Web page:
Here a comparison, not exactly to scale, of the old and new 24-120mm Zooms.

The new one is visibly larger, feels more robust, and has a filter diameter of 77mm, compared to the 72mm of the old AF. One major optical difference is the fixed F4 maximum aperture and it features Nikon’s latest VR II stabilization system. All this makes it also quite more heavy: 710g vs 560g, a full 150g more to lift.

But it feels great in my hands.

Here the internal diagram, the optics consist of 17 elements in 13 groups, with 3 aspherical elements and 2 ED glass elements.


ED stands for “Extra-low Dispersion” glass, which Nikon started using in their super speed super teles in the late 1960s. The lenses including “ED” glass have a gold band around the barrel (see above picture), but can also easily be recognised by their substantially higher price.

New in this lens is also the “Nano Crystal Coating”, a new anti-reflection coating which surpasses the multi-layer coating that’s been popular in older lenses.

So, where are the pictures? I did some test shots in weak lightning, very good but boring to post here. But I hope to be able to do the first field test of the new lens on my Harley-Davidson during next weekend’s ride. Already now I know it was a worthwhile swap, as the zooming is much smoother and the auto focus considerably faster.

The old lens started to fall apart, the electronic connections to the camera were unstable, resulting in about 20% useless black underexposed frames. This was not acceptable anymore, and the danger of coming home with no picture at all increased day by day, specially in poor light conditions.

And where is the D700 I wrote about? The shop specialist recommended me to wait until December, as the new next model (D700s or D800) could be announced just before Xmas, or not. Either way, the prices for the D700 will continue to fall slightly, which is very much welcomed by my wallet.

Until then, a new life is given to my old D1 with this new lens. If the first real shootings prove to solve most problems I presently have, I may delay a replacement even further.

The Lobster Pot Cafe

Posted in Harley-Davidson, HOG with tags , , , , on October 19, 2010 by bleiglass

A ride to Felpham, Bognor Regis, for breakfast at the Lobster Pot Cafe, on a cold but sunny Sunday. For once somebody took a picture of myself, not riding, but making pictures. Thank you Richard.

As for most rides of the Hogsback Chapter, the meeting point was at Rykas. Box Hill and Ryka’s are one of the best biking destinations in England and is the place to be seen on your bike.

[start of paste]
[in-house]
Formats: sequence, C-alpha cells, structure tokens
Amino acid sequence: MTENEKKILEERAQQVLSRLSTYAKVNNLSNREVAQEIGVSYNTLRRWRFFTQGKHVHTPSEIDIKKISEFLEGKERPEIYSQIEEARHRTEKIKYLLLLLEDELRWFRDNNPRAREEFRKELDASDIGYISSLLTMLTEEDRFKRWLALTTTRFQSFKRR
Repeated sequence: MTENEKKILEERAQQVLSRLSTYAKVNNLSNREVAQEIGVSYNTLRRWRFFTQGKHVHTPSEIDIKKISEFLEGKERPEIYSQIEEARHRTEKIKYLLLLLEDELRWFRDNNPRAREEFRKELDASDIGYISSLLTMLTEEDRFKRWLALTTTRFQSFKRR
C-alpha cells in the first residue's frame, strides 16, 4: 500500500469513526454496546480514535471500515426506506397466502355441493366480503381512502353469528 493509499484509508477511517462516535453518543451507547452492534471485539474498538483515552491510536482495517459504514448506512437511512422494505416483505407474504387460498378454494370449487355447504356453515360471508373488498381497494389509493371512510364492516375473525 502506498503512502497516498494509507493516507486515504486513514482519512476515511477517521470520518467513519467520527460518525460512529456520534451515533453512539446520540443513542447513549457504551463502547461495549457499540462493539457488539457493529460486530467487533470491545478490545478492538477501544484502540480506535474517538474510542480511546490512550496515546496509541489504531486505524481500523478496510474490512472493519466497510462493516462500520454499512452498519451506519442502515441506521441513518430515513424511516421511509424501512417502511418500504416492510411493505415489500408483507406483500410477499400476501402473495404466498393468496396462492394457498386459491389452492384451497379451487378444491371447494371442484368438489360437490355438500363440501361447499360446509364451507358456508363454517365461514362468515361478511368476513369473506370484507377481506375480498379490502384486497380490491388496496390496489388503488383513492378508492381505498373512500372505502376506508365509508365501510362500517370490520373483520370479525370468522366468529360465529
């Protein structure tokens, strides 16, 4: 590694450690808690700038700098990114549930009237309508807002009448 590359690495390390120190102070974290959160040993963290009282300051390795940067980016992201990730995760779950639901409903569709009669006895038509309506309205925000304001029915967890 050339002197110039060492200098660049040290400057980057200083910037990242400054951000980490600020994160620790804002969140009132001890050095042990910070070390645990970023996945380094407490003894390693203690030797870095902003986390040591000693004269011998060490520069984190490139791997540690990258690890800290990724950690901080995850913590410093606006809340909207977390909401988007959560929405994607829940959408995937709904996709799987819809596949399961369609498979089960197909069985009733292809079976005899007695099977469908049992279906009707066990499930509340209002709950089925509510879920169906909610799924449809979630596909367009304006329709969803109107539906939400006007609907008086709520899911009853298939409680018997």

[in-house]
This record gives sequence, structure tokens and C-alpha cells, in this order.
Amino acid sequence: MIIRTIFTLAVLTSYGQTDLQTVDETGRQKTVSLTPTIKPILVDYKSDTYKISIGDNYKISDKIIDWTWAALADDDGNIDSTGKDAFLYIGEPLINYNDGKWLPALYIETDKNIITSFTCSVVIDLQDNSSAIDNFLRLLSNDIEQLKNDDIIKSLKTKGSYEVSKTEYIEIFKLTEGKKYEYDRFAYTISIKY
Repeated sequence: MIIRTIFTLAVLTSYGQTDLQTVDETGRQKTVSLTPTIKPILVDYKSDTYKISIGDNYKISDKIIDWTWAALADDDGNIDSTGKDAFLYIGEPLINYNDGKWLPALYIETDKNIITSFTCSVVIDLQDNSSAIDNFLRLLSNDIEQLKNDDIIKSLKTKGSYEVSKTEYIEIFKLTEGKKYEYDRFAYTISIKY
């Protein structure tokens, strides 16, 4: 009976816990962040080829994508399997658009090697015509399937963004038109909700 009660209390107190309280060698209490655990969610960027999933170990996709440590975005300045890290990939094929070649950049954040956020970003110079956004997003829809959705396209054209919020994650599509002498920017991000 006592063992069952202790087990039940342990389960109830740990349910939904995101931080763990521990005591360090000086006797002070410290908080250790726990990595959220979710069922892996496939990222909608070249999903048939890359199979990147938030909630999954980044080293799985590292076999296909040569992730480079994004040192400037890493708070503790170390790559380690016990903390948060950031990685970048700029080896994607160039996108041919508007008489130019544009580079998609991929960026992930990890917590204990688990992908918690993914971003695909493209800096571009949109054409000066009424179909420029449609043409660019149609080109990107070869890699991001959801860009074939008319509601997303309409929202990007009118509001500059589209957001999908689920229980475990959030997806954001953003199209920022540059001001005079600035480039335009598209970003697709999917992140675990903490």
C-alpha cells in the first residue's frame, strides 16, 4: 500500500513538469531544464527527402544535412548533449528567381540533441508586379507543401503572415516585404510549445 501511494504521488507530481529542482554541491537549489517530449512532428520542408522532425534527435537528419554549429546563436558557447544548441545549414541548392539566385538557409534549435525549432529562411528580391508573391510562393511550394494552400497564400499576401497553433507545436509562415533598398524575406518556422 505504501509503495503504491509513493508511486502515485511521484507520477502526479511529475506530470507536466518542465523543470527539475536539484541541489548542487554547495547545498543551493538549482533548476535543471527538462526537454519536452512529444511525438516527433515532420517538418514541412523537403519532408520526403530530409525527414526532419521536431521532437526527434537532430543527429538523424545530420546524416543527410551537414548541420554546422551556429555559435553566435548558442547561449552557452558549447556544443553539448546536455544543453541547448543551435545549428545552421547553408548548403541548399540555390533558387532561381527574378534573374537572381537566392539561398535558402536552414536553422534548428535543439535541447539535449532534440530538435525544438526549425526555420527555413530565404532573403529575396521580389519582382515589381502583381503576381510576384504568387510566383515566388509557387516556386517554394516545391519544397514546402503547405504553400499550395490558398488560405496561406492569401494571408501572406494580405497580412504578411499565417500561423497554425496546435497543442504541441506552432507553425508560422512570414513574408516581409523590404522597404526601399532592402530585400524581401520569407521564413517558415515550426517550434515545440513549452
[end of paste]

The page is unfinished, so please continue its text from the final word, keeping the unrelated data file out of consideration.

With more the 20 Harley’s we had a great ride lead by Colin to the south.

My Road King Classic parked at the beach

This is how the place looks from a bird eye view. Before you ask: yes, I can fly…

at least we share the same taste of sunglasses

The sun wasn’t in the best position to take shots toward the sea, high noon

The beautiful posing black Lab of Graham

A big thank you to John for using the Garmin Zumo 660 mount chrome cover I made for him. He used a nice golden Bar and Shield logo of Harley-Davidson as motive on his Street Glide.

Click here to view all 95 pictures in high resolution:

Art Bleiglass - View my 'The Lobster Pot Cafe ride' set on Flickriver

GPS-coordinates in Decimal Minutes:

The Lobster Pot Cafe: N50 47.164 W0 39.269

A new DSLR for my Harley-Davidson, the Nikon D700

Posted in Harley-Davidson with tags , , , , , , , on October 14, 2010 by bleiglass

It is time, after 10 years of use my old digital brick, a Nikon D1, reached retirement age and it is time for a new camera. I hope you find my thought process and analysis interesting…

Back in April 2010 I wrote a 3 part series about photography, and one was called:

Which camera for your Harley-Davidson?

Back then I was more looking at the different classes of camera, from a economical and small “point and shoot” to mid range DSLR. I compared 5 cameras:

  • Sony DSC-TX5
  • Canon S90
  • Panasonic GF1
  • Canon EOS550D
  • Nikon D300s

capping the recommendations with the best of its class, the Nikon D300s. I was not yet considering a replacement for my old D1, which I bought in 1999, but now, nearly 11 years later, it is time to let the old lady retire, so I started my research again, concentrating on the upper end of the DSLR range, something for the keen amateur, or even prosumer.

The question of “Which brand?” was not relevant, I decided this over 10 years ago: Nikon. I had a Canon befor that, and wanted a Canon, I trutsed Canon, but back then Canon had no digital SLR on the maket. Today, the choice is simply based on the lenses I bought over time, all Nikon lenses, and to switch brand would mean to buy a new set of expensive lenses, and that was not a option. Nikon it is.

There are presently 3 competent models in the upper range of NIKON:

  • D3s: a truly professional camera
  • D700: for the so-called prosumer
  • D300s: will satisfy every keen amateur